The shame of the Republicans in Tuesday's California primary was not only their lost chance for a fair share of state and national power but their listless, maladroit fight to achieve it.
The two ballot proposals to end Democratic gerrymandering of both the legislature and congressional delegation, Propositions 118 and 119, lost badly. No surprise, since Republicans were outspent better than 5-to-1 and outorganized by even more. Chances of electing a Republican governor who would battle gerrymandering faded when Democrats nominated Dianne Feinstein, the radiant ex-mayor of San Francisco. Her election would leave only appeal to the courts -- a tortuous, uncertain remedy.
This was clearly foreseen a month before the primary by operatives of both parties, including a puzzled Mickey Kantor. The prominent Los Angeles Democrat told us he was perplexed ''because reapportionment here means so much to the Republicans nationally, and they aren't doing anything about it.'' After the voters spoke Tuesday, Kantor told us: ''I still can't understand it.''
Nor can many Republicans, though the fiasco derives from familiar sources of party trouble. The return of ideological factionalism finds Republicans here more eager to combat each other than Democrats. Party leaders are more attuned to selfish interests. Supposedly Republican corporation executives pour out money to sustain the Democratic-dominated status quo. Summed up, the Grand Old Party is far from ready for national leadership.
Arithmetic reveals the stakes. With the two parties evenly divided, Democrats hold about 60 percent of both the state legislature and the congressional delegation thanks to the gerrymandering artistry after the 1980 census by the late Rep. Phil Burton.
The 1990 census makes the pot richer because of the state's population growth: a possible seven-seat pickup in the House to a total 52 out of 435. All hopes for Republican control of the House before the year 2000 depend on fair redistricting in California. If they got it, Republicans would pick up an additional 15 to 20 congressional seats in the 1992 elections.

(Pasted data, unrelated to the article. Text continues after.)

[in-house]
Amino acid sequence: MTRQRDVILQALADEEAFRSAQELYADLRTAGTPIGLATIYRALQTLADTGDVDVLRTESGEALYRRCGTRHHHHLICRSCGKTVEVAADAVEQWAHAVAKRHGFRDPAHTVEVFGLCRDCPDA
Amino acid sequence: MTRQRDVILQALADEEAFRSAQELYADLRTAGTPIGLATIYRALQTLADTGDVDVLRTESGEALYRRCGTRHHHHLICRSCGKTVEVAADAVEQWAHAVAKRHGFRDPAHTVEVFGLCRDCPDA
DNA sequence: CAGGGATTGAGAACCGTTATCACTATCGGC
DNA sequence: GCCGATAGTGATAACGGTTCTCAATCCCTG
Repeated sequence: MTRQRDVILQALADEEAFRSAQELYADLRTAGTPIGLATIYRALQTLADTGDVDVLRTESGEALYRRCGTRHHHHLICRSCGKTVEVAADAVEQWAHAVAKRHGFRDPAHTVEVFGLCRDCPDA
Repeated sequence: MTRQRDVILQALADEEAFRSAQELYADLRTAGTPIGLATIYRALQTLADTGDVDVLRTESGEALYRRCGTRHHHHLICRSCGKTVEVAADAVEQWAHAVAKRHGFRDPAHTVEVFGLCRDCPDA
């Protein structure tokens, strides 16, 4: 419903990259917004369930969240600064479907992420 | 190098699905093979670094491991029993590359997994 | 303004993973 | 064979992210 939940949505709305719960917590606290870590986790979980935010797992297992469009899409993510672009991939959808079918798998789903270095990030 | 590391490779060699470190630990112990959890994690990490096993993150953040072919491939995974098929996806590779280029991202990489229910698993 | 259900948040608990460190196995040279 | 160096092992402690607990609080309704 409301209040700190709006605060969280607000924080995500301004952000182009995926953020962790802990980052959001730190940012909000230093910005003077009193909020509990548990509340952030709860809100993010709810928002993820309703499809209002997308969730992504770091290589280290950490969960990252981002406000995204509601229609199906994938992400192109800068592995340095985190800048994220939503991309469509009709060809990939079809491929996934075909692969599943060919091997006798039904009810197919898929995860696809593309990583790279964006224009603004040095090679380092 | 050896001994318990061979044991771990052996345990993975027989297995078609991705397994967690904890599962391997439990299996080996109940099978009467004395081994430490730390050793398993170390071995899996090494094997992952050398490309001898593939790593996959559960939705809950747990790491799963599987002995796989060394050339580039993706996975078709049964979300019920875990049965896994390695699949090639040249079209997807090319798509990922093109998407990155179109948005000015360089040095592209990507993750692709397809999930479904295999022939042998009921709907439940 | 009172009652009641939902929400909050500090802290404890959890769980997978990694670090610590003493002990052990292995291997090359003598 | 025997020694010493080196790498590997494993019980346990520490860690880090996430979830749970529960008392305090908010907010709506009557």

Republican National Chairman Lee Atwater understood this, and on several trips west pledged to lead the charge. So, California GOP activists now unconscionably blame Atwater's illness for their own failures.
No Golden State Republican wanted to carry the flag. Retiring Gov. George Deukmejian's inaction is attributed by friends to his fight for a failed reapportionment initiative in 1984. Sen. Pete Wilson's lack of interest is blamed by cynics on his desire to make his election as governor the party's only hope for fair apportionment. Wilson men deny that, saying his hands were full during the primary season backing an anti-crime ballot proposition. Without question, the Wilson-dominated state party apparatus was not geared up for reapportionment.
The two rival ballot initiatives facing confused voters reflected deep divisions in the California GOP. The noxious feud between conservative legislative leaders and the moderate forces of Rep. Bill Thomas overrode even this issue, choosing sides between the issues. Proposition 118 would have prohibited gerrymander while retaining power for the legislature; Proposition 119 would have delegated redistricting to a judge-appointed commission.
Management of the campaign by the Dolphin Group, a political consulting firm with mixed success recently, was money-starved and unimaginative. Charlton Heston had to volunteer to cut a commercial in response to liberal actors attacking redistricting.
Heston's impact was swamped by TV spots financed with over $5 million raised by Speaker Willie Brown and State Senate President David Roberti. With redistricting a challenge to his status as the state's single most powerful figure, Brown had two aims: kill the two propositions and defeat state Attorney General John Van de Kamp, the party-endorsed candidate for governor who wants to limit legislative terms. He accomplished both.
The ample war chest enabled TV-watchers to hear Jack Lemmon and James Garner warn of special interests poised to pollute the environment if the propositions passed. That tickled lobbyists who, at Speaker Brown's behest, collected bushels of bucks from big business, particularly oil, to defeat the reforms.
The corporate chiefs are mainly Republicans, but since they have to live with Willie Brown, they were not about to offend him by listing their names as backers of the two propositions. That was an easy cop-out, given a Republican leadership preoccupied by personal ambition and rivalry and not yet ready to take full national power.